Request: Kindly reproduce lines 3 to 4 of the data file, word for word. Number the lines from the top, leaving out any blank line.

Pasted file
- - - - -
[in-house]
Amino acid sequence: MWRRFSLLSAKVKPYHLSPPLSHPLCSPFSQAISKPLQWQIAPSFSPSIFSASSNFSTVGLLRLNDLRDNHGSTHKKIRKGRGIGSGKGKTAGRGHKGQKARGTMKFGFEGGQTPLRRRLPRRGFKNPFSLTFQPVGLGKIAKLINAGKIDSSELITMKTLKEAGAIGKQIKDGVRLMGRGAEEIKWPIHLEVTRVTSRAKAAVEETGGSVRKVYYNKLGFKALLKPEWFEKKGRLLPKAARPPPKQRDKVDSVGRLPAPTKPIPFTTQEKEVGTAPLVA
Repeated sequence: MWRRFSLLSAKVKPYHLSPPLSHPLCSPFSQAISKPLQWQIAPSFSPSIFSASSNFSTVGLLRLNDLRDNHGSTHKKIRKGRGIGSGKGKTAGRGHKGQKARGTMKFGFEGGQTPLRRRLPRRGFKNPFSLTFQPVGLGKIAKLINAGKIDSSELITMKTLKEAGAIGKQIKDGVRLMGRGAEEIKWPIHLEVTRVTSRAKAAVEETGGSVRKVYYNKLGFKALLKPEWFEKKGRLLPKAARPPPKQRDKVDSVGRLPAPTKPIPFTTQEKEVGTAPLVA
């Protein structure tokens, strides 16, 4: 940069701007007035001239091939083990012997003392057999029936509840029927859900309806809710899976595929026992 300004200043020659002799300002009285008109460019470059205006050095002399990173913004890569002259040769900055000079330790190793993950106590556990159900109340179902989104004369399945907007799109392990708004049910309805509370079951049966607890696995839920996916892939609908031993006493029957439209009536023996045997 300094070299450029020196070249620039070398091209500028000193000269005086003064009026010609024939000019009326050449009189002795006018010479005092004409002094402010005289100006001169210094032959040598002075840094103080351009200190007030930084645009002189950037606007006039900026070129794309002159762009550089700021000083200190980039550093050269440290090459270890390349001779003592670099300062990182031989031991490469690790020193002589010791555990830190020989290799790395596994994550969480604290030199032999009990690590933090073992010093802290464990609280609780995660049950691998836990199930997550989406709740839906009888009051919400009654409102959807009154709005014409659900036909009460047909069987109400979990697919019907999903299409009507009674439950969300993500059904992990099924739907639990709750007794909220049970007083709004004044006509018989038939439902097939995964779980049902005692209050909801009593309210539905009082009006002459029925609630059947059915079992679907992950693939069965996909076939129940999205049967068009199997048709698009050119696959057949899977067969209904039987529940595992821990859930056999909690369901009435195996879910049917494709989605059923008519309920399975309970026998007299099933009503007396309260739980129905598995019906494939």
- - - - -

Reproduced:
Repeated sequence: MWRRFSLLSAKVKPYHLSPPLSHPLCSPFSQAISKPLQWQIAPSFSPSIFSASSNFSTVGLLRLNDLRDNHGSTHKKIRKGRGIGSGKGKTAGRGHKGQKARGTMKFGFEGGQTPLRRRLPRRGFKNPFSLTFQPVGLGKIAKLINAGKIDSSELITMKTLKEAGAIGKQIKDGVRLMGRGAEEIKWPIHLEVTRVTSRAKAAVEETGGSVRKVYYNKLGFKALLKPEWFEKKGRLLPKAARPPPKQRDKVDSVGRLPAPTKPIPFTTQEKEVGTAPLVA
């Protein structure tokens, strides 16, 4: 940069701007007035001239091939083990012997003392057999029936509840029927859900309806809710899976595929026992 300004200043020659002799300002009285008109460019470059205006050095002399990173913004890569002259040769900055000079330790190793993950106590556990159900109340179902989104004369399945907007799109392990708004049910309805509370079951049966607890696995839920996916892939609908031993006493029957439209009536023996045997 300094070299450029020196070249620039070398091209500028000193000269005086003064009026010609024939000019009326050449009189002795006018010479005092004409002094402010005289100006001169210094032959040598002075840094103080351009200190007030930084645009002189950037606007006039900026070129794309002159762009550089700021000083200190980039550093050269440290090459270890390349001779003592670099300062990182031989031991490469690790020193002589010791555990830190020989290799790395596994994550969480604290030199032999009990690590933090073992010093802290464990609280609780995660049950691998836990199930997550989406709740839906009888009051919400009654409102959807009154709005014409659900036909009460047909069987109400979990697919019907999903299409009507009674439950969300993500059904992990099924739907639990709750007794909220049970007083709004004044006509018989038939439902097939995964779980049902005692209050909801009593309210539905009082009006002459029925609630059947059915079992679907992950693939069965996909076939129940999205049967068009199997048709698009050119696959057949899977067969209904039987529940595992821990859930056999909690369901009435195996879910049917494709989605059923008519309920399975309970026998007299099933009503007396309260739980129905598995019906494939």